My colleagues and I often care for patients suffering from hallucinations, prophesying, and claiming to speak with God, among other symptoms—in mental health care, it’s sometimes very difficult to tell apart religious belief from mental illness…. Our conclusions frequently stem from the behaviors we see before us. Take an example of a man who walks into an emergency department, mumbling incoherently. He says he’s hearing voices in his head, but insists there’s nothing wrong with him. He hasn’t used any drugs or alcohol. If he were to be evaluated by mental health professionals, there’s a good chance he might be diagnosed with a psychotic disorder like schizophrenia. But what if that same man were deeply religious? What if his incomprehensible language was speaking in tongues?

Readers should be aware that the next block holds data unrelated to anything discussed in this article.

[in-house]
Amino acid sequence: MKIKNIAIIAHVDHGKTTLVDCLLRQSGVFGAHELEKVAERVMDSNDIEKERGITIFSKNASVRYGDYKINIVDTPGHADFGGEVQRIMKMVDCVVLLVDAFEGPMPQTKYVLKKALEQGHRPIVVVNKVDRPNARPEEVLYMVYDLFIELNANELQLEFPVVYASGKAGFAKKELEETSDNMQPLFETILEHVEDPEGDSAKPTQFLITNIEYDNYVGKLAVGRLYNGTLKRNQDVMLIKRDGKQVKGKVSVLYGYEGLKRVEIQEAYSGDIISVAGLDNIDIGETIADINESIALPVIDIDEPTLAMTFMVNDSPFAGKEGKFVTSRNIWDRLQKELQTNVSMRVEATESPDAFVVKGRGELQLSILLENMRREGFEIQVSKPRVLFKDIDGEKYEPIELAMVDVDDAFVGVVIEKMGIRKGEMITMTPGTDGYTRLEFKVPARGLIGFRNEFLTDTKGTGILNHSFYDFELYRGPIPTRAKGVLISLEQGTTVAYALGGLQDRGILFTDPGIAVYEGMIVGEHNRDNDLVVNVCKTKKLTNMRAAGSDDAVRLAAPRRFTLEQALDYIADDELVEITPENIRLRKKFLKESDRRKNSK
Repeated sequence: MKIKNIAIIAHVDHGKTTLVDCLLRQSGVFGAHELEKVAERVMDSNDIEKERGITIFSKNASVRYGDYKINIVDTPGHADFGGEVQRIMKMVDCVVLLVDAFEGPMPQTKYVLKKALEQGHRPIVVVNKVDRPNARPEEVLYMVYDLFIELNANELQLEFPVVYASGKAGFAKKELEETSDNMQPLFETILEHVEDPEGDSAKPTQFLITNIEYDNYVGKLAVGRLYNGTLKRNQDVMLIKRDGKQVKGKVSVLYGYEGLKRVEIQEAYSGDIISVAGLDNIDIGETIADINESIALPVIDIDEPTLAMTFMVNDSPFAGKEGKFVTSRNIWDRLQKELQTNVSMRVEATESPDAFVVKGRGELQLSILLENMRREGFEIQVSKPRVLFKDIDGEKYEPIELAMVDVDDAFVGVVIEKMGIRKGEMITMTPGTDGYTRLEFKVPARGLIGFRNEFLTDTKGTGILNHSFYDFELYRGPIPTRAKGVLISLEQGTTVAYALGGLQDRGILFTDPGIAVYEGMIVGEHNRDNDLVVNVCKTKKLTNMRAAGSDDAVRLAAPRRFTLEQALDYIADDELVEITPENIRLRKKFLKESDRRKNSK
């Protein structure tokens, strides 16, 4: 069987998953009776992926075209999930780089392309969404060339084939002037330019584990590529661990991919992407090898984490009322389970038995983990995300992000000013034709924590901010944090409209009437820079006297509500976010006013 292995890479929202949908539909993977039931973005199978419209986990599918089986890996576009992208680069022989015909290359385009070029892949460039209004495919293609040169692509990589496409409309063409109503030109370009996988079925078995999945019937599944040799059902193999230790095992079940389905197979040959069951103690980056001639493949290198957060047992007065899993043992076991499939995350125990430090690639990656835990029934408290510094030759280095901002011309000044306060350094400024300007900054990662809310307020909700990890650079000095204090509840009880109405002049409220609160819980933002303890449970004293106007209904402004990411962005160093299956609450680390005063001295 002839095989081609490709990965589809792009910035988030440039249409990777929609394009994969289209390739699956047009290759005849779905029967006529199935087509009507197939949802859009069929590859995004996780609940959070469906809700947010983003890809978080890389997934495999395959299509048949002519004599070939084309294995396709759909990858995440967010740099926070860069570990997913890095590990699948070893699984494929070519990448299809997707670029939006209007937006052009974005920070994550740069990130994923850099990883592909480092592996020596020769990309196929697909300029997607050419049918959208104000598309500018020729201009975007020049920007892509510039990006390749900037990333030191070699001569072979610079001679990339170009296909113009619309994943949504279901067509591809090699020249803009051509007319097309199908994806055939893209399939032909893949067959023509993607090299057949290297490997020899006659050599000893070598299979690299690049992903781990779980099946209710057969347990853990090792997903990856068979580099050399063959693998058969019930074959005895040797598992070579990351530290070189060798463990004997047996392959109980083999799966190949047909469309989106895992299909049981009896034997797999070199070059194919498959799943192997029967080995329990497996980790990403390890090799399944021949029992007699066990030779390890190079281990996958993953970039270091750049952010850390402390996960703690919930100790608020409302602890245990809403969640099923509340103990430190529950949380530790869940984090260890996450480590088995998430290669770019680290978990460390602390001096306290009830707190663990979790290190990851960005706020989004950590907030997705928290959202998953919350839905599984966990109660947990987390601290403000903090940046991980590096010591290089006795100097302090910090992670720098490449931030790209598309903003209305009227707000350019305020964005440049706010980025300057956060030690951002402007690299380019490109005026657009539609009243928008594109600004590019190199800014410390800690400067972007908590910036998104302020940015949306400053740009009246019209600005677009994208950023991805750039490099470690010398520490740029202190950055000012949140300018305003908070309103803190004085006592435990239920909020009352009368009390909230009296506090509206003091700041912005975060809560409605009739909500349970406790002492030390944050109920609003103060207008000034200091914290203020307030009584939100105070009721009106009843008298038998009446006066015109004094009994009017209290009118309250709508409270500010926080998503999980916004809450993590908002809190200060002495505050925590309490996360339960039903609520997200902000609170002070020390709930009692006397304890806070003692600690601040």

History cannot be written (or spoken about) to make the current generation feel good about the present. Societies cannot live in peace unless they are prepared to delve into all that has gone before — to ask the uncomfortable question, point the accusing finger, challenge the sacred myth. This is why, sadly, during this, the country’s centenary year, we have lost an opportunity to build deeper understanding of each other. – Prof Peter Vale in Business DayBACK TO TOP